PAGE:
Pink Floyd, A Saucerful of Secrets 1968
Unless you live in a cave, you may have heard of a post at the site known as Nerdy Apple Bottom, a fellow Kansas City blogger. I am not even going to attempt to paraphrase or explain her post. The post has been the subject of so much conflict and misinterpretation at this point, that you would do well to just read it yourself.
Are you back?
Mostly, I applauded that post because it resonated deeply with me. No, I do not know the blogger in question, but regardless, I could relate to her on a personal level. We are both mothers of boys the same age. We both live in the somewhat conservative area of Kansas City (although I live on the Kansas side, the side that is probably more Red, in terms of necks and politics.) We both send our boys to church-affiliated preschools. We both have boys who like girlie things.
And, oh my. How I adored that she cracked that secret wide open - the fact that many, many boys like girlie things. Gasp.
While I applaud the post, I cannot help but feel a bit guilty for this applause knowing that a little boy is now being considered a public face for a very adult cause. The mother has stated that she was not outing her son. And I trust her on that. But the message has grown larger than her original post.
Let me be clear, I do not believe for a moment that she did this as a stunt. The vilification of her is undeserved, in my opinion.. After all, we have many, many bloggers in our wee mommyblogging community who know how to do stunt posting and they do it quite well. I emphatically do not think this particular blogger was mongering for traffic.
And I also do not buy for one second all of those folks who say that parents should not have their children support political agendas or be involved in politics at all. That is ridiculous. No one sends their child off into the world as a blank slate. It is that very inherent piece of parenting that dictates you instill important beliefs in which you hold to be true. You can wordsmith all you want, but politics are always involved in our belief systems.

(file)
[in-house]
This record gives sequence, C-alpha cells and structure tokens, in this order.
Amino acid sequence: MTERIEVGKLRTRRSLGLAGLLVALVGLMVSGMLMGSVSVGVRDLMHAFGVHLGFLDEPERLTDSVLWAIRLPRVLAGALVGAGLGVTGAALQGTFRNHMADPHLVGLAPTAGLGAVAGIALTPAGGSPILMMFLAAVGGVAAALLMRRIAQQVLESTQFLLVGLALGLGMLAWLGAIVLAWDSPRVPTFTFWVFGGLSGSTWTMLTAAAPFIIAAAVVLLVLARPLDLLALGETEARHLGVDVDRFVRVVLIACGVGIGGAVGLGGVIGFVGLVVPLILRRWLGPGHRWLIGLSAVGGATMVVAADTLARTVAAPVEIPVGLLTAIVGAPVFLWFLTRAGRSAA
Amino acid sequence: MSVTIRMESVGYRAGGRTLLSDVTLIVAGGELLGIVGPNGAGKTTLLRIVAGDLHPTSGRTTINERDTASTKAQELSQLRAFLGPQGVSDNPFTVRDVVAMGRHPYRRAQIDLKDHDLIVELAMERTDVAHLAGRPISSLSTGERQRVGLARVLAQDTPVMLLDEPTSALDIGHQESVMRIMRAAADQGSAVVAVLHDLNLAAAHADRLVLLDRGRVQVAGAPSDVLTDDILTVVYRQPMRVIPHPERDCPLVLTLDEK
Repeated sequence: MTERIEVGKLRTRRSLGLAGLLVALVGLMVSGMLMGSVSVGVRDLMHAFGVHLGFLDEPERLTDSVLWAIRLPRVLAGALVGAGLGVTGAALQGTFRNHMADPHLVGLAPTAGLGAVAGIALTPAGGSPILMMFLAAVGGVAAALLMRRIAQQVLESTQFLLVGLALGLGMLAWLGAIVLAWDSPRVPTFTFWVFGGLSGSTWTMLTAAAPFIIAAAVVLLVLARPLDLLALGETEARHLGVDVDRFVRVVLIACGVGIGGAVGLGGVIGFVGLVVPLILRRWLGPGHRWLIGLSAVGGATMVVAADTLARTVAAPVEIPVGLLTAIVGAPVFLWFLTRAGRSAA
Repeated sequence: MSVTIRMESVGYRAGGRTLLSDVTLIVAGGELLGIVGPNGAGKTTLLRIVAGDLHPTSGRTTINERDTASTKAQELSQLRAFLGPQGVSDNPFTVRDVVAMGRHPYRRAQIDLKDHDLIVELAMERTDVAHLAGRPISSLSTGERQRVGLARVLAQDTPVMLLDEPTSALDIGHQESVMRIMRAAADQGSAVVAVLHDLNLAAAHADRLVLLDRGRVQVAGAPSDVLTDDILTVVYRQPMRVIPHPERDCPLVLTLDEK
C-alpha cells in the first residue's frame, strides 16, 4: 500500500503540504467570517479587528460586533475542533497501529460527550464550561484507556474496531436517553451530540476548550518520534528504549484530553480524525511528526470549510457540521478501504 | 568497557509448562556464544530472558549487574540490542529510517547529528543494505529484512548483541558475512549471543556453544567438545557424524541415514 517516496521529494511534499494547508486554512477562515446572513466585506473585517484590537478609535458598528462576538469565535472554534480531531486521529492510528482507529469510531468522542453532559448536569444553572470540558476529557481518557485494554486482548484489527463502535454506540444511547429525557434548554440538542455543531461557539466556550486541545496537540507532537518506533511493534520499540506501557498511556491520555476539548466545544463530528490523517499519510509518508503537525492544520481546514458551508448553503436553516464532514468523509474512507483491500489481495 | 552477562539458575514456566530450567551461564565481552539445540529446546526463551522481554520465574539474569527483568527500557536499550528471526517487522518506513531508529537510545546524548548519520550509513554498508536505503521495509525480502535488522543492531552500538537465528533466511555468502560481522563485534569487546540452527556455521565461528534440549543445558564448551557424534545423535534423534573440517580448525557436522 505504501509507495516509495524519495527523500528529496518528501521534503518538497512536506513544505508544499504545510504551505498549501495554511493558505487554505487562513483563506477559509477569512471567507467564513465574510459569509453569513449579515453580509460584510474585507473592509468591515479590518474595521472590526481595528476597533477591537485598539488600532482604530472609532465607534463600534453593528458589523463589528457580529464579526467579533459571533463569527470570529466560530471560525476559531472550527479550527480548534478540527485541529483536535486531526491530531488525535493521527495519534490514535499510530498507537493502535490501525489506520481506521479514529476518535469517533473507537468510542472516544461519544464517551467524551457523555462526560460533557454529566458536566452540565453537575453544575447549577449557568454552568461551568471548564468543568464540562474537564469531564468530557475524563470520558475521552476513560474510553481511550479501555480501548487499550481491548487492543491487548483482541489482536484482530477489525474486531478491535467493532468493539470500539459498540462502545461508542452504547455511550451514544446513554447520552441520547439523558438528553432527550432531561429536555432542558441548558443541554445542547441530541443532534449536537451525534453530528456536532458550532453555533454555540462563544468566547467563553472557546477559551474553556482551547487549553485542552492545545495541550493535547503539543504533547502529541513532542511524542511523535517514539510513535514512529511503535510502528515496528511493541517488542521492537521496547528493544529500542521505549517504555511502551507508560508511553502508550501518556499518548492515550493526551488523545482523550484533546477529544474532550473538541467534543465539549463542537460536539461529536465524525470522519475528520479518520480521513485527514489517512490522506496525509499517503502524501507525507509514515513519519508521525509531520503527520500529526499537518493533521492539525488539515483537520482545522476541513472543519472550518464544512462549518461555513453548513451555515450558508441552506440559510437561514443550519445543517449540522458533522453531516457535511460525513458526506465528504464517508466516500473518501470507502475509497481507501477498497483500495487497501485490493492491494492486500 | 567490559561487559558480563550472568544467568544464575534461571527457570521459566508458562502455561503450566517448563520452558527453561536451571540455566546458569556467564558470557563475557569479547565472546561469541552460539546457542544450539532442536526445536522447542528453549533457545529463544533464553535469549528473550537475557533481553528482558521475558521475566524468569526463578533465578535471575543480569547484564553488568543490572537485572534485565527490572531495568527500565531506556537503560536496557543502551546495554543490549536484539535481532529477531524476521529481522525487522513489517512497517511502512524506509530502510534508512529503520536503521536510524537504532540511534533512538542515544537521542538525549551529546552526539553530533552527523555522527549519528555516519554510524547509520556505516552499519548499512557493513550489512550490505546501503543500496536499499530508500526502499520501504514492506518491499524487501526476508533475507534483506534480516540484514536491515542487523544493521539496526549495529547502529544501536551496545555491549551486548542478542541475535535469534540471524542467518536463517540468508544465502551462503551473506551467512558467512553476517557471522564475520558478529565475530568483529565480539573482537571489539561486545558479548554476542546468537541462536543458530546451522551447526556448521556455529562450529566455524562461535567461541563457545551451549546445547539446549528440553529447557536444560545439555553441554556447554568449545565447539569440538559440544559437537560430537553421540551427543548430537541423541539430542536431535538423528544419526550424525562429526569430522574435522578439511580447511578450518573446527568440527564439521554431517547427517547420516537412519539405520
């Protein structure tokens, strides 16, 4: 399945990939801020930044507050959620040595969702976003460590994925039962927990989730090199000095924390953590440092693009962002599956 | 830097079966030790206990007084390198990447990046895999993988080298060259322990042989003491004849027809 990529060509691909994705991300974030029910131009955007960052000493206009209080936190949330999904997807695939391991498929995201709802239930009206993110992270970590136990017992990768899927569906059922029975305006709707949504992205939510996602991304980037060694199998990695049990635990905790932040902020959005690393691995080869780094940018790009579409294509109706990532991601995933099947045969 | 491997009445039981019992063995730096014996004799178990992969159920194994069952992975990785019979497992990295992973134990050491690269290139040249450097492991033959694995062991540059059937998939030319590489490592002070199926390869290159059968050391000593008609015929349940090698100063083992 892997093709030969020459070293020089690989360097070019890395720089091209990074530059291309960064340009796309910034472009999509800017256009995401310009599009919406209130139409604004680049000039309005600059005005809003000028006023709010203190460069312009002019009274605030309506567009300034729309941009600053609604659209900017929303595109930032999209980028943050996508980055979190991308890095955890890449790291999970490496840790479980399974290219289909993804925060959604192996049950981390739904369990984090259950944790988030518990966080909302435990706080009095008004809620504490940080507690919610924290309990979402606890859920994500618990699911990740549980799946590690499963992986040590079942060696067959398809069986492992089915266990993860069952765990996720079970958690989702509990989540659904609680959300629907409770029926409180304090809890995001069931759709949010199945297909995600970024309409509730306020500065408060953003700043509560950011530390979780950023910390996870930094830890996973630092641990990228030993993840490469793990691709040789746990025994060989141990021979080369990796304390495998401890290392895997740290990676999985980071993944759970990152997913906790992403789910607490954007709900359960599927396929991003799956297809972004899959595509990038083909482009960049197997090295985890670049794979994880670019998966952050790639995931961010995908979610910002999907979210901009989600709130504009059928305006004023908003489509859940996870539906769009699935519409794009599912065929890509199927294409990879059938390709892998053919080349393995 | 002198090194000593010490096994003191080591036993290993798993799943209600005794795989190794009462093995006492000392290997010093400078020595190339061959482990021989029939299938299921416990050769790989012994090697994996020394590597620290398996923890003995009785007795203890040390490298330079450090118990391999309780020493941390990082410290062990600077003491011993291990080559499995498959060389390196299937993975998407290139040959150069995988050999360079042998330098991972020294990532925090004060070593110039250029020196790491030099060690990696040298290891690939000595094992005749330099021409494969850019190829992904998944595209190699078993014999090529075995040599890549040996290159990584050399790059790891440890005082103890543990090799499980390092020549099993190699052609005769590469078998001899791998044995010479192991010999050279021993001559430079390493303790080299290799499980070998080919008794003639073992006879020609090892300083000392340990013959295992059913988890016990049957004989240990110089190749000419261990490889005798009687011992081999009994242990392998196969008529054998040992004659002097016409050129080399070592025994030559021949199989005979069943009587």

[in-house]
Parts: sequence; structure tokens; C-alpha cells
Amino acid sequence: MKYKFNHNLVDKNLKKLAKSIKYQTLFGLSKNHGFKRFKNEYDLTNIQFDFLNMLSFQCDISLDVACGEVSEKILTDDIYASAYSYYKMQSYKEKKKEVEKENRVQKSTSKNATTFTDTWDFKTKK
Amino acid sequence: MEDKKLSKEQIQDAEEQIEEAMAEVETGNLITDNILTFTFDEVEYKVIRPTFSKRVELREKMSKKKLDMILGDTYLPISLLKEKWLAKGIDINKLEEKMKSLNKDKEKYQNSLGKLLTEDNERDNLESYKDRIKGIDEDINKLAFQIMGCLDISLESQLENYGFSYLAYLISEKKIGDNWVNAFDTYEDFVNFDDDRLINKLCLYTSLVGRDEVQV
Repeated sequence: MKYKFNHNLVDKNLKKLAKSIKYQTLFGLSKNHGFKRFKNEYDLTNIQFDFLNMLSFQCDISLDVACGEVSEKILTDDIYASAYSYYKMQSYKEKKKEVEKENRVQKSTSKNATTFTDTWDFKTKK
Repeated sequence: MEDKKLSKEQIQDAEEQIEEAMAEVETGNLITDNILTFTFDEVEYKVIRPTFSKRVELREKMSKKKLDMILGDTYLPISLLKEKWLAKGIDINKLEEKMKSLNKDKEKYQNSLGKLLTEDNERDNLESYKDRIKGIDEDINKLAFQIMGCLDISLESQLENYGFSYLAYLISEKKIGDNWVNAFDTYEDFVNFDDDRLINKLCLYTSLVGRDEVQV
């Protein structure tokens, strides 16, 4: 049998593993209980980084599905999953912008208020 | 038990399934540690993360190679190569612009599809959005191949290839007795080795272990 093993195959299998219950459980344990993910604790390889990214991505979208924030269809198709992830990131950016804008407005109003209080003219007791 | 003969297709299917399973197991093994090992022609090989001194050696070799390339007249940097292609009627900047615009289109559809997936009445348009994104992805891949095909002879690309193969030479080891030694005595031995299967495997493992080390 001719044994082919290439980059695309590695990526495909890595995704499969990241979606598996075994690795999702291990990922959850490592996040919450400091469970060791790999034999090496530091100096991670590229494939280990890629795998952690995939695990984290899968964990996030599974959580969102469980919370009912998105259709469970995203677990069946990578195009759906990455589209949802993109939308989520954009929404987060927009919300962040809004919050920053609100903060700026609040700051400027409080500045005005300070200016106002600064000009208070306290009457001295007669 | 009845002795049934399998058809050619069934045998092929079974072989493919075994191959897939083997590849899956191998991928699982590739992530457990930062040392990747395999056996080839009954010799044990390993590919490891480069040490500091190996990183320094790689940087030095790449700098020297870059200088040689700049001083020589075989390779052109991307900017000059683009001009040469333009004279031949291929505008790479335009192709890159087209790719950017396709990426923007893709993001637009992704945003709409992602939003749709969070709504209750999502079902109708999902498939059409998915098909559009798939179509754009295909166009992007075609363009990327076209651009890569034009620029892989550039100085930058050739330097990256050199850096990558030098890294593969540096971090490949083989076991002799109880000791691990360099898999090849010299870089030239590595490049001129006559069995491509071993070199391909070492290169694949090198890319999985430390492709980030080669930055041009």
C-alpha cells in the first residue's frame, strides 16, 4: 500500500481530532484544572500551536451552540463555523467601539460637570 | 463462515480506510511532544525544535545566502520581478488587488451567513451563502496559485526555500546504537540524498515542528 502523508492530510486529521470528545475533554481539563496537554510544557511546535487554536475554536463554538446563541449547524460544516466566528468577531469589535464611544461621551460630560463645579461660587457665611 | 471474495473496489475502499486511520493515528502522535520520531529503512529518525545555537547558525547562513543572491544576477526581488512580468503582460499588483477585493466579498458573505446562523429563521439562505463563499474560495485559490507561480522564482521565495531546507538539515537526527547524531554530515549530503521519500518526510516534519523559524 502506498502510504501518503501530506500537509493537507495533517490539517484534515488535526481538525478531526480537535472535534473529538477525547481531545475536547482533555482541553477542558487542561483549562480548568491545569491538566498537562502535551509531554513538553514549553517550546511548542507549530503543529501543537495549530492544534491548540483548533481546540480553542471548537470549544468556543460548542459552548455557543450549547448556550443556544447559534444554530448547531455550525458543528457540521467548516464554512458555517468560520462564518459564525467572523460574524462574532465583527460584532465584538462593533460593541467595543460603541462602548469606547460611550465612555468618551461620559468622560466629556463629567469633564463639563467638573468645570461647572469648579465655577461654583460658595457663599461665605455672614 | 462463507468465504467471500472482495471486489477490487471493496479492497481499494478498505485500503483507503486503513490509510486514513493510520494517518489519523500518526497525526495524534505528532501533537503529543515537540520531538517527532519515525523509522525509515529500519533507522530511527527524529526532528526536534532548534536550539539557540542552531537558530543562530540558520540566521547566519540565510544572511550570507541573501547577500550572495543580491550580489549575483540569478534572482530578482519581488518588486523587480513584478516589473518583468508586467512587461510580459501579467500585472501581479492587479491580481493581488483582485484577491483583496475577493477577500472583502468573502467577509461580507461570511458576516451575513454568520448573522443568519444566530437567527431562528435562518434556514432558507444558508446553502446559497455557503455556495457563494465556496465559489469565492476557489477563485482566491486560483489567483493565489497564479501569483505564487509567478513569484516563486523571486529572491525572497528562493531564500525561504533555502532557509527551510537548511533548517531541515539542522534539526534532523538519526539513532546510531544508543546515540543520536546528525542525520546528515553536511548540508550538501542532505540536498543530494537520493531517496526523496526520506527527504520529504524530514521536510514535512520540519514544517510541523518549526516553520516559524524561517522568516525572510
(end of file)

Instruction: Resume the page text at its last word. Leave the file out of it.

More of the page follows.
Still. I do squirm a little bit at the thought that this boy has been thrust into such public of a light and there now exists a permanent record. A record that will go stagnant after awhile, perhaps waiting to rise again when the boy is in middle school.
I am uncomfortable with that. I cannot lie.
I am not throwing stones, folks. Hell no, I just finished Windexing my own glass house and I would like to keep it all pretty-like. At least until the dog starts licking the windows again. And I have publicly stated time and time again that I support gay rights, that I believe it is a human right for someone to choose who they want to honor legally in marriage (since it is always in the back of my mind that it was not so very long ago that my own marriage was illegal in many, many states in America.)
Oh, how I wish that being labeled gay was not considered a backhanded insult or a convenient punchline. How about that for a thesis statement?
The hardest part is that this post hit me at a time when I was already having a huge existential blogging crisis with myself. It certainly did not help to watch a post with innocuous intentions blow up so spectacularly on a national level. I always question what I am doing on my own site and to what extent I should share my children here. Oh sure, it has helped that Erma Bombeck and Teresa Bloomingdale wrote such a respectful, loving treasure trove of books detailing their own family lives. Two classy ladies who can serve as remarkable role models for all of us. It also helps that I have a small readership, most of whom are friends and family, and that I feel safe here. However, blogging is still relatively new and we are still unsure as to the long-term effects on our children as they approach more sensitive ages. It is quite easy to share baby stories and not worry about the awkward years to come. Yes, this post has had me thinking in regard to what responsibility I owe my children as I share our lives here.
And I am not sure I like some of the answers.